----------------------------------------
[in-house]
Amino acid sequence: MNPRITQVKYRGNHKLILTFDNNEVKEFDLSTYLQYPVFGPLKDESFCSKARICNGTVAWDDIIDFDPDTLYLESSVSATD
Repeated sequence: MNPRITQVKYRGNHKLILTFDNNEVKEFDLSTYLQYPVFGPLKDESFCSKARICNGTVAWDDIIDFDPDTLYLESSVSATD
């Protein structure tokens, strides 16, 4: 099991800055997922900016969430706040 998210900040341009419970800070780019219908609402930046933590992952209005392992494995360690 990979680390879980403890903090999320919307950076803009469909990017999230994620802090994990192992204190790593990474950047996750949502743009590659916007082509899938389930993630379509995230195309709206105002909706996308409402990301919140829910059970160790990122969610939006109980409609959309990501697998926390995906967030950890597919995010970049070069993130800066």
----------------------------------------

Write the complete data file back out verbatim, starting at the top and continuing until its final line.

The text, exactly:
[in-house]
Amino acid sequence: MNPRITQVKYRGNHKLILTFDNNEVKEFDLSTYLQYPVFGPLKDESFCSKARICNGTVAWDDIIDFDPDTLYLESSVSATD
Repeated sequence: MNPRITQVKYRGNHKLILTFDNNEVKEFDLSTYLQYPVFGPLKDESFCSKARICNGTVAWDDIIDFDPDTLYLESSVSATD
């Protein structure tokens, strides 16, 4: 099991800055997922900016969430706040 998210900040341009419970800070780019219908609402930046933590992952209005392992494995360690 990979680390879980403890903090999320919307950076803009469909990017999230994620802090994990192992204190790593990474950047996750949502743009590659916007082509899938389930993630379509995230195309709206105002909706996308409402990301919140829910059970160790990122969610939006109980409609959309990501697998926390995906967030950890597919995010970049070069993130800066």